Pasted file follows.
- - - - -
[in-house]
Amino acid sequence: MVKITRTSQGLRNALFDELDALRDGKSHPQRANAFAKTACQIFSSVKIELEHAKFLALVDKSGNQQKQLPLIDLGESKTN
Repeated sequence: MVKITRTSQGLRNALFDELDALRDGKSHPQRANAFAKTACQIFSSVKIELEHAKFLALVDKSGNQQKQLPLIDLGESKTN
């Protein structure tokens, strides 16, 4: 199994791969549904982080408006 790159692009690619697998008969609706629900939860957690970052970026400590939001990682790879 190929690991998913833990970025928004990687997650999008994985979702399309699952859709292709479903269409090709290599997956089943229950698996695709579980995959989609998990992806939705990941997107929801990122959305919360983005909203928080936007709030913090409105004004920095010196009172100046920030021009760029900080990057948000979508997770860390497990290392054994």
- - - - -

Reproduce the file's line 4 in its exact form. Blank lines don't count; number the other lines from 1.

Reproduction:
């Protein structure tokens, strides 16, 4: 199994791969549904982080408006 790159692009690619697998008969609706629900939860957690970052970026400590939001990682790879 190929690991998913833990970025928004990687997650999008994985979702399309699952859709292709479903269409090709290599997956089943229950698996695709579980995959989609998990992806939705990941997107929801990122959305919360983005909203928080936007709030913090409105004004920095010196009172100046920030021009760029900080990057948000979508997770860390497990290392054994």